You will not find articles in Chinook. In order to find individual articles on your topic, you will need to use a database. The library provides access to hundreds of databases, and many of them focus on a particular discipline such art or art history.

 

The Find Articles & More page provides access to all of these resources and arranges them by topic. To see databases for art and art history, click on the plus sign next to "Art & Art History."

 

Relevant Databases for Your Paper

Art Bibliographies Modern
ABM covers journal articles, books, essays, exhibition catalogs, PhD dissertations, and exhibition reviews on all forms of modern and contemporary art.

 

Art Full Text and Art Retrospective
An excellent general resource for art, art history, architecture, and related topics. Covers a range of media in all periods, with publications going back to 1929 in Art Retrospective.

 

Avery Index

The most important resource for articles on architectural history and design.

 

Design & Applied Arts Index

Excellent resource for the applied arts, including design, graphic design, fashion, interior design, furniture, ceramics, glass, and much more.

 

 

Image Resources from the Libraries

ARTstor

Over one million images of visual and material culture, covering all geographic areas and historical periods. VPN required for off-campus access.

 

Art & Art History Collection via CU Digital Library

Maintained by the Department of Art & Art History Visual Resources Collection. Provides access to a growing collection of high-quality digital images. VPN required for off-campus access.

 

Architecture & Planning Collection via CU Digital Library

Maintained by the College of Architecture & Planning Visual Resource Center, this collection of over 46,000 images focuses specifically on architecture, landscape architecture, and the built environment. VPN required for off-campus access.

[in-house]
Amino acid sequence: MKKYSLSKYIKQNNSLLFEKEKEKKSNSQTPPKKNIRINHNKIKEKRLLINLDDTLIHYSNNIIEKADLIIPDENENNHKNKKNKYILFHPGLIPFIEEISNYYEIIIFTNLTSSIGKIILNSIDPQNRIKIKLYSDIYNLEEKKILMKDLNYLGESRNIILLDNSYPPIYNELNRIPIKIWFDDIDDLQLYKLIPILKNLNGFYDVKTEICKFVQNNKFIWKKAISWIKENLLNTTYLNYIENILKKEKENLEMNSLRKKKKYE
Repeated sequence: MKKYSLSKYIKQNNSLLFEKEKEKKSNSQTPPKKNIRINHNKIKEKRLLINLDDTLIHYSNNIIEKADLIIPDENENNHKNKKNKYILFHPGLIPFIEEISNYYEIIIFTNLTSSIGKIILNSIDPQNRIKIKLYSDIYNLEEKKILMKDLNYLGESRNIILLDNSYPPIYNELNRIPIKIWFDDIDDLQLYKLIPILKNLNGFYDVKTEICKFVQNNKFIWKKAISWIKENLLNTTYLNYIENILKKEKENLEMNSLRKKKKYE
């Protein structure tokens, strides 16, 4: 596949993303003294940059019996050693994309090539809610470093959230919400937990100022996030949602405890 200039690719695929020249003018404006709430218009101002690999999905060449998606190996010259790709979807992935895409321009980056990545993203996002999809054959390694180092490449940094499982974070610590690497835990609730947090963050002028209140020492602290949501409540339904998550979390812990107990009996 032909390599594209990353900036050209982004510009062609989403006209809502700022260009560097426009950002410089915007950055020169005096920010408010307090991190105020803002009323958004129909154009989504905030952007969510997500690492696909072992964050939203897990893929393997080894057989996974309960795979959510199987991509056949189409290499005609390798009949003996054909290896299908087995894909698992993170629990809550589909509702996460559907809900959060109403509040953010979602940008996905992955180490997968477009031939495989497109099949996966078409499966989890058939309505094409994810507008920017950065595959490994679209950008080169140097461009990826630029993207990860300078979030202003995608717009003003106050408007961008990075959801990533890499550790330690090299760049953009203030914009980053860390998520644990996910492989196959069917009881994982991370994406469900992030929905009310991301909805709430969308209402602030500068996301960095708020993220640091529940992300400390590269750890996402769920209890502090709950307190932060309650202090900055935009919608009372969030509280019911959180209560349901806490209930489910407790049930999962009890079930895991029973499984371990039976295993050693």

AP Images

Search for images from the Associated Press. Useful for finding images from newspapers, magazines, wires, etc. Excellent source for contemporary photos of architecture, historical sites, current events, and much more. VPN required for off-campus access.

 

Image Resources on the Web

Flickr & Flickr Commons

Useful source for images of architecture and historical sites. Note that user-contributed photos vary in quality. Flickr Commons contains images from photographic archives, museums, and libraries.

 

Google Image Search

Use the advanced search options to find larger, higher quality images.

 

 

Scholarly vs. Popular Sources

 

Scholarly

Popular

Content

Original research presented with evidence, critical arguments, and other material.

Discussion includes personal opinions, and typically focuses on material for entertainment or leisure.

Author

Author's credentials are given, usually a scholar with subject expertise.

Author may or may not be named; often a professional writer; may or may not have subject expertise.

Editor

Editorial board is listed on cover or near the Table of Contents. Some publications may also note that articles are refereed by peer reviewers.

No editors listed and no referee process described.

Audience

Scholars, researchers, students.

General public; the interested non-specialist.

Language

May use specialized terminology.

Vocabulary in general usage; understandable to most readers.

References (Endnotes, Footnotes, etc)

Required. All quotes and facts can be verified. A bibliography is also usually included.

Rare. Little, if any, information about sources.

Illustrations

Contribute to your understanding of the text; could include diagrams, charts, or other technical material.

Often merely provide pleasing visual content rather than support for assertions in the text.

Example Publication

Art in America

American Artist

 

 

Citation Styles & Management

For information about citing print and electronic sources in a range of styles, see “How to Cite a Source.”

 

Using MLA Style? See the MLA Handbook for Writers of Research Papers. Using Chicago Style?  See the Chicago Style Quick Guide or the full version of the Chicago Manual of Style.

 

Writing a longer paper and need to keep track of citations? RefWorks allows you to save citations and retrieve them later using "Find it at CU" buttons. Citations from most databases can be easily exported directly to RefWorks. RefWorks can also create bibliographies in virtually any citation style, and can be used with Microsoft Word to format footnotes and endnotes correctly. Zotero is a similar tool that is available for free.

 

Need More Help?